Bulgaria is making moves to have six of its citizens transferred home from Libya, after their death sentences were commuted to life-imprisonment. The five nurses and a Palestinian doctor with Bulgarian citizenship were convicted of infecting more than 400 children with HIV at a hospital in Benghazi.
The Bulgarian president, Georgi Parvanov said: “This decision stirs up controversial feelings. The good news is that the death sentences have been commuted. I want to assure all six medics that Bulgaria is doing everything for a quick agreement.”
The six claimed their confessions had been obtained under torture. They were further accused of defaming the policeman in charge of the interrogation, an accusation which has now been thrown out. Libya commuted the sentences after the families of the infected children accepted compensation payments amounting to nearly three-quarters of a million euros each.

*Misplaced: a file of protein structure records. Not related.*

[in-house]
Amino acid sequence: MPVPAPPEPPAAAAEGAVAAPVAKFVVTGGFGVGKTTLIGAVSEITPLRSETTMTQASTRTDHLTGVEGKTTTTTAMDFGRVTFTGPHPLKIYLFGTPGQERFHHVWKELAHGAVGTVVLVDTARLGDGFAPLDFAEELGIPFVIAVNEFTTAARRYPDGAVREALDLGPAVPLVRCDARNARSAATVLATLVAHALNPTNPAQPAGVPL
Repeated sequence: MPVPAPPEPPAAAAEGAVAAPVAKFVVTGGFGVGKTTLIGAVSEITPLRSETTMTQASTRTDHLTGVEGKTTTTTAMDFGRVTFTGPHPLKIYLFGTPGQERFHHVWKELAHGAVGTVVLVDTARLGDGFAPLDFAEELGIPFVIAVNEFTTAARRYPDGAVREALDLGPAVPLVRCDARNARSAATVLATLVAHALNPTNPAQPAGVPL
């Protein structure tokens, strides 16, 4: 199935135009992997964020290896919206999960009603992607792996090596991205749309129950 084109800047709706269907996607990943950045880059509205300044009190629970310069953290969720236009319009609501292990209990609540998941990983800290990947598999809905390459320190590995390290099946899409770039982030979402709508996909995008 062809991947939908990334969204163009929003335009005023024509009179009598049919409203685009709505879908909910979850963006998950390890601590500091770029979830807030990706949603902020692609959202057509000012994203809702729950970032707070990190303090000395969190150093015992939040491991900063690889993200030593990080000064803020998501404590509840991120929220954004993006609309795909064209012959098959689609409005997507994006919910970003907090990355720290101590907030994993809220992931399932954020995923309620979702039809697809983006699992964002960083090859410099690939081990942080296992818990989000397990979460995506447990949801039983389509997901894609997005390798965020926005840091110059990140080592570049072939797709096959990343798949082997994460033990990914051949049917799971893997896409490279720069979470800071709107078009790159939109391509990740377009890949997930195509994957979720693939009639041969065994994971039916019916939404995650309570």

The EU’s commissioner for external relations, Benita Ferrero-Waldner says Brussels has not paid any money to the Libyan government. The decision of the children’s families to accept the money was key to having the sentences commuted. Now, Bulgaria is making a formal request to Libya to transfer the six home, to serve their sentences there. The two countries have a prisoner exchange deal signed in 1984. It is possible that if they return home they could be pardoned by the Bulgarian President.